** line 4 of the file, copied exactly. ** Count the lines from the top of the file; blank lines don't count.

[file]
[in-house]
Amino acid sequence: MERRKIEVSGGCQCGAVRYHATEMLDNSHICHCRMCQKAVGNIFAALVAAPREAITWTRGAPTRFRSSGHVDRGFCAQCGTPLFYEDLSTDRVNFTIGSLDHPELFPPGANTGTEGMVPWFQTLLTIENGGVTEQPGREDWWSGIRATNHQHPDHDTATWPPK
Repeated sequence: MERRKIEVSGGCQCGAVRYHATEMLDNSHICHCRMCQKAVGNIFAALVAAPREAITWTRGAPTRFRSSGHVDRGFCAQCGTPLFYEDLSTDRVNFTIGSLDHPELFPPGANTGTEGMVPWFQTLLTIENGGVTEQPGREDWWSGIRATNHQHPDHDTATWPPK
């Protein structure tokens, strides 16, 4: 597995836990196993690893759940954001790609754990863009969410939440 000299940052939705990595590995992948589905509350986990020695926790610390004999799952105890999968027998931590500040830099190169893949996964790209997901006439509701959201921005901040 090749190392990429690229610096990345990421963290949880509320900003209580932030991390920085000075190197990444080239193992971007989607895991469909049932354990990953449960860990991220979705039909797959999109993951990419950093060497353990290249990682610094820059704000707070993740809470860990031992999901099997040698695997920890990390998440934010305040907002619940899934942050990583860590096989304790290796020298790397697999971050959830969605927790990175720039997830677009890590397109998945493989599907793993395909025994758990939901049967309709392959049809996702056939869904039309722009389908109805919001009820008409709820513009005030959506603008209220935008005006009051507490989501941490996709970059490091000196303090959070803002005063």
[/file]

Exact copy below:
């Protein structure tokens, strides 16, 4: 597995836990196993690893759940954001790609754990863009969410939440 000299940052939705990595590995992948589905509350986990020695926790610390004999799952105890999968027998931590500040830099190169893949996964790209997901006439509701959201921005901040 090749190392990429690229610096990345990421963290949880509320900003209580932030991390920085000075190197990444080239193992971007989607895991469909049932354990990953449960860990991220979705039909797959999109993951990419950093060497353990290249990682610094820059704000707070993740809470860990031992999901099997040698695997920890990390998440934010305040907002619940899934942050990583860590096989304790290796020298790397697999971050959830969605927790990175720039997830677009890590397109998945493989599907793993395909025994758990939901049967309709392959049809996702056939869904039309722009389908109805919001009820008409709820513009005030959506603008209220935008005006009051507490989501941490996709970059490091000196303090959070803002005063």